More details @ https://www.eff.org/deeplinks/2014/04/its-404-day.
More details @ https://www.eff.org/deeplinks/2014/04/its-404-day.
You hear those stories about someone calling claiming they’re from Microsoft and that they’ve “found a problem on your computer” and are here to help. To be honest, I didn’t put much faith into those stories. I mean, really? Do people actually get those calls? Well, earlier this year I was sitting in a colleague’s office, someone on our tech staff, when her cell rang and she answered it. She quickly put it on speaker so I could hear the caller. It was someone claiming to be from Microsoft wanting to help her with a problem on her computer. She let him go on for about five minutes, not actually doing anything he said to do, before hanging up. Yes folks, these calls are real. And no, they are not calling to help you.
Last week I was pointed to a great page from Mallwarebytes titled “Tech Support Scams – Help & Resource Page“. This is a great recourse you can use to familiarize yourself with these sorts of scams and to point others to in order to educate them to spot and ignore these scams.
Usually from India and operating out of boiler rooms, these scammers call people in the U.S, Canada, the UK, and Australia whom they find in the phone directory.
The scam is straightforward: pretend to be calling from Microsoft, gain remote control of the machine, trick the victim with fake error reports and collect the money.
If you ever get a call from a Microsoft or Windows tech support agent out of the blue, the best thing to do is simply hang up. Scammers like to use VoIP technology so their actual number and location are hidden. Their calls are almost free which is why they can do this 24/7.
…and the specific techniques they use:
The Task Manager (CPU ‘spikes’)
Even if you know what you’re doing, this is a wonderful page to read and share.
The U.S. Copyright Office recently proposed a seemingly small addition to copyright law that bears some huge implications. It wants to enable copyright holders to protect unauthorized versions of their work from hyperlinks. You read that right: it could soon be illegal simply to link to certain content.
Think about that for a second. Let’s say you find a YouTube video that uses some random Miley Cyrus song as a soundtrack, but the maker of the video never got permission to use the song. You link to that video in a blog post. Boom—you just broke the law.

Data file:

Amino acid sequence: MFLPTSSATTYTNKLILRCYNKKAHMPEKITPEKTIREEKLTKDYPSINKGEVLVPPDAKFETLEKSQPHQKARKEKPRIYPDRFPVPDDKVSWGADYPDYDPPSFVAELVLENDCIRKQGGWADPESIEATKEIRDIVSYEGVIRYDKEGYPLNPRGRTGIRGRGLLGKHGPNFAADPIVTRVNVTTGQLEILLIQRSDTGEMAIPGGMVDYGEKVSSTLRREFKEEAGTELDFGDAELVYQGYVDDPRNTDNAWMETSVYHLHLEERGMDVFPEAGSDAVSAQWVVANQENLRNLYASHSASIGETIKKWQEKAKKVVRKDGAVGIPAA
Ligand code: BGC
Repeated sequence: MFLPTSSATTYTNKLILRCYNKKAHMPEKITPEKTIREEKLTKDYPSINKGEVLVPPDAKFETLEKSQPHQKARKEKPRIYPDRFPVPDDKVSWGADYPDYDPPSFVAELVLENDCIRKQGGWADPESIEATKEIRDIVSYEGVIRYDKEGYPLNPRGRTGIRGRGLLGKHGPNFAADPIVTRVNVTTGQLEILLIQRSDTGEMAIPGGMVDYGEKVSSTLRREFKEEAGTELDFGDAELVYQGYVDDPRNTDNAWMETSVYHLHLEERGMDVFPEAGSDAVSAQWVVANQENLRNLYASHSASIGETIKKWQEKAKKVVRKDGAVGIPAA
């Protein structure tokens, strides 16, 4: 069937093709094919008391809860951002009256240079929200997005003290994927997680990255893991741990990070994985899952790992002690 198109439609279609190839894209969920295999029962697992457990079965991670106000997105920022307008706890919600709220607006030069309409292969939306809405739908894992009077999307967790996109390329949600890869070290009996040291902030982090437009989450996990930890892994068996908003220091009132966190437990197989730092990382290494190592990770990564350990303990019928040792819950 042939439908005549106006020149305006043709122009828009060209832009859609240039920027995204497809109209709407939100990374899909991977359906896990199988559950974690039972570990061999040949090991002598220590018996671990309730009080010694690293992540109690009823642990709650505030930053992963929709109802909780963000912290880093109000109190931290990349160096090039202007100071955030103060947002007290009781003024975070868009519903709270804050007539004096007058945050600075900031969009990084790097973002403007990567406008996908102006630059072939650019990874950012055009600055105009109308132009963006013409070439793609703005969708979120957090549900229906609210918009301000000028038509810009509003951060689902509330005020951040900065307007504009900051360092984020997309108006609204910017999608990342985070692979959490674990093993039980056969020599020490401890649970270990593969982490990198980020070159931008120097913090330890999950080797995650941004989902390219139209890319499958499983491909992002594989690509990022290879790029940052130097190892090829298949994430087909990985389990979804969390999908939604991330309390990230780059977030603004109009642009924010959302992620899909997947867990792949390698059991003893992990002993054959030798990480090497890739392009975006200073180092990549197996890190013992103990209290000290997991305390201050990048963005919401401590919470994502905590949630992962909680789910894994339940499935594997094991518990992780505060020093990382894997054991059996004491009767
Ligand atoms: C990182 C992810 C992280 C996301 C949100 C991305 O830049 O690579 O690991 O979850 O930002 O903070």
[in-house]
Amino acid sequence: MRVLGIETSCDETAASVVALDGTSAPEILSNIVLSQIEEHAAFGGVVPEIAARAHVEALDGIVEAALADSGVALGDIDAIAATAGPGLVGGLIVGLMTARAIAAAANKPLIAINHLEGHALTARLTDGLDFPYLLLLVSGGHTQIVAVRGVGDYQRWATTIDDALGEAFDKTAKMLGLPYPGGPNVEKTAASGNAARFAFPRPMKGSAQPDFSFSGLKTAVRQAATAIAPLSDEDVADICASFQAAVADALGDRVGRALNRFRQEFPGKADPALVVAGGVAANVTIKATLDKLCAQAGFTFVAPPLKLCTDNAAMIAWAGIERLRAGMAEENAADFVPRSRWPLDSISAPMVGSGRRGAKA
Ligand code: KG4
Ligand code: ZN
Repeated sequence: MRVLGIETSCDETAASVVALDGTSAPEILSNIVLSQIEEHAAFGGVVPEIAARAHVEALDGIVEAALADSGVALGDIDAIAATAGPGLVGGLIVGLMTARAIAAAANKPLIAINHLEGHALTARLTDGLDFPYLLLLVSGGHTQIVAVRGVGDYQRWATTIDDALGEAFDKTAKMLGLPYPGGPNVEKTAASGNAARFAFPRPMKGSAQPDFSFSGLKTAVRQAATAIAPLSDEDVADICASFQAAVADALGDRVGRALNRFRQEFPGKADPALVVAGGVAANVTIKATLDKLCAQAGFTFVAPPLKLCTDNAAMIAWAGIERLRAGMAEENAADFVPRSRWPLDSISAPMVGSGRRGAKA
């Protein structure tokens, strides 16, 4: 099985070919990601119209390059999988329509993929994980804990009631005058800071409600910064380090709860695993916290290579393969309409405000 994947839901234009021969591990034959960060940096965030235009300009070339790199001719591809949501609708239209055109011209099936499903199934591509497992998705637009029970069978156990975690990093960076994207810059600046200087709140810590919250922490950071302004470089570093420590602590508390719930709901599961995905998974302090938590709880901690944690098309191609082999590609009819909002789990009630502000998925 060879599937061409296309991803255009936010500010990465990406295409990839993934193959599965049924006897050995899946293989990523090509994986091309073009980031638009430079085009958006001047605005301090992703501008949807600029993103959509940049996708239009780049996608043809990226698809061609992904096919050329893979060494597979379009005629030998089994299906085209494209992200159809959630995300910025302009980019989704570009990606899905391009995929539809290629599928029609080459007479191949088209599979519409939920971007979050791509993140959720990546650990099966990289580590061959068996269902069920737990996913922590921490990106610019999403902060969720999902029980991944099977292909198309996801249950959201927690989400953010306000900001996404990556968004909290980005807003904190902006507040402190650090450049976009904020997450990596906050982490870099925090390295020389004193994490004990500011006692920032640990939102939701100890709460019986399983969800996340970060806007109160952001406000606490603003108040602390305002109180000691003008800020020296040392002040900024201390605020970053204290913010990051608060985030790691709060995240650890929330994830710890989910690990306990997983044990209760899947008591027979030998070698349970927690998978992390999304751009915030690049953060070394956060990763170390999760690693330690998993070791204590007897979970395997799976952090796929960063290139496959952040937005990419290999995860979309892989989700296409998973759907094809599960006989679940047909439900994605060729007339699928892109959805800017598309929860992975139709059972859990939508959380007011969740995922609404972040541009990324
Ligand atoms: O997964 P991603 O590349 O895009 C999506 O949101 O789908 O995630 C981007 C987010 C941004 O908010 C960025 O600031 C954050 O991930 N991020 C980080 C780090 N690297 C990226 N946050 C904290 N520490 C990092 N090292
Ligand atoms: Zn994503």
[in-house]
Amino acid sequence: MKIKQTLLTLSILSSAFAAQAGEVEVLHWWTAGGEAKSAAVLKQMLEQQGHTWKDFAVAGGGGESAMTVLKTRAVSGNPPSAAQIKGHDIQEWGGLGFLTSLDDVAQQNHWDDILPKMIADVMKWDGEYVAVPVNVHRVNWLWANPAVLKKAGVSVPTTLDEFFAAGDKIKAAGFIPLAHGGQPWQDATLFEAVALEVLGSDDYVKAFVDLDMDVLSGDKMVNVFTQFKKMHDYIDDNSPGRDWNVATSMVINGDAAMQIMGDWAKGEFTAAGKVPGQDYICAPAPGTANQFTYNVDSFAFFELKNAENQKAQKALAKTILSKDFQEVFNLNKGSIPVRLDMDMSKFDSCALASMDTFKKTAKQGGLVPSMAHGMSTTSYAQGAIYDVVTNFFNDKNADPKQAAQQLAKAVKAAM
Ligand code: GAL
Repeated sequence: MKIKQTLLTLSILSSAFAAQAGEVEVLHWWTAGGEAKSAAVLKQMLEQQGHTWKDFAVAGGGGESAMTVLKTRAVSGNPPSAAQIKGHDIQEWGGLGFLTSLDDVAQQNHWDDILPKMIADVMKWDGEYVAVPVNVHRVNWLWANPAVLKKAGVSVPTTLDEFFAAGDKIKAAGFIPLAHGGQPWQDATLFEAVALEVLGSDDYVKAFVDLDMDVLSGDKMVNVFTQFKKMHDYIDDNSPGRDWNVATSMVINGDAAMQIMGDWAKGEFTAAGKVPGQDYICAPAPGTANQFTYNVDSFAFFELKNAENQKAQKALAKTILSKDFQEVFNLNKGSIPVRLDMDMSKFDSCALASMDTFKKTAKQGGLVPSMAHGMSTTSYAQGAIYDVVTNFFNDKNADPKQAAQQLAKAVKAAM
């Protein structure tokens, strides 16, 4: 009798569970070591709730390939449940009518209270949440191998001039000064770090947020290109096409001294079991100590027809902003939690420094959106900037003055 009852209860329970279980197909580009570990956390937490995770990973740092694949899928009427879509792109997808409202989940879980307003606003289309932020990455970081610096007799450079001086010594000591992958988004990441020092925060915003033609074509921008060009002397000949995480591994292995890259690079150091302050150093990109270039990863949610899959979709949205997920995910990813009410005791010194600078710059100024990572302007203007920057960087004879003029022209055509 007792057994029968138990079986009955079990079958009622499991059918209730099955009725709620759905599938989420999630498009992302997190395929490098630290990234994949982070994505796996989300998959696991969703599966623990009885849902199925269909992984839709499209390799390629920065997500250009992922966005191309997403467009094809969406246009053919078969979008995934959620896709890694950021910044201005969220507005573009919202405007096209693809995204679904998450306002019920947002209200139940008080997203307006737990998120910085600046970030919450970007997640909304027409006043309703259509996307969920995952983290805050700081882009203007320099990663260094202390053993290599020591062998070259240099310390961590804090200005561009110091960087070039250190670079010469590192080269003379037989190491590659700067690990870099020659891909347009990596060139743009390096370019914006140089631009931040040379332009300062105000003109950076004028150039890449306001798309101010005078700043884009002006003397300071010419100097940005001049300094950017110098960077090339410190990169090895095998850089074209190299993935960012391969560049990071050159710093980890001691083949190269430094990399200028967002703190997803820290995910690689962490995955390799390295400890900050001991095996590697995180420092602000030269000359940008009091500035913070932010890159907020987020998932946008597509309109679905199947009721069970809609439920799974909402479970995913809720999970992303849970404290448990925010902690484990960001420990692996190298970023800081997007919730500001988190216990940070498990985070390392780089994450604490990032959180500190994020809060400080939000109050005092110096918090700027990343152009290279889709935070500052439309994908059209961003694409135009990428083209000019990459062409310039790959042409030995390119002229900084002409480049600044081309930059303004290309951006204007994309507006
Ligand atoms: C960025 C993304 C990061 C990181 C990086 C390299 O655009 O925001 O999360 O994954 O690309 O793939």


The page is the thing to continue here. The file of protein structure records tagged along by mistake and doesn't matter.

Read the full post @ Gizmodo.
I’ve been putting off this post for a few days to allow for the immediate freak-out to die down and to let some actually good advice to surface. I’m now read to provide the following advice and resources:
Basically, for the past two years there’s been a flaw in the security software behind somewhere near 60% of all “secure” Web sites on the Internet. That whole “make sure the site you’re logging into says ‘https://’” advice, well, that was the part that was broken. No one stole your password per se, but this hole could allow someone to get it and the site they got it from would have absolutely no idea that it happened.
For a slightly more technical explanation watch this short video from the Security Now podcast.
Is it serious?
Bruce Schneier, the security guy security guys listen to says “‘Catastrophic’ is the right word. On the scale of 1 to 10, this is an 11.” ‘Nuff said.
Do I need to change my passwords?
Yes. Especially if, and I’m sorry if this language offends you, your passwords are crap. And chances are, your passwords are crap. Test your passwords using https://howsecureismypassword.net/. If your password strength isn’t measured in millenia, your password is crap.
Oh, and if you use the same password for more than one site. You password is crap.
This is not news folks. You’ve heard this before and ignorance is no longer bliss when it comes to this stuff.
Do I need to change them right now?
This is the biggest problem caused by this whole mess: it depends.
Services that ran certain types of servers, or non-problematic versions of the SSL software, were not effected by this problem and therefore don’t have this as a reason to need you to change your password. (Unless you should anyway since your passwords are crap. See above.)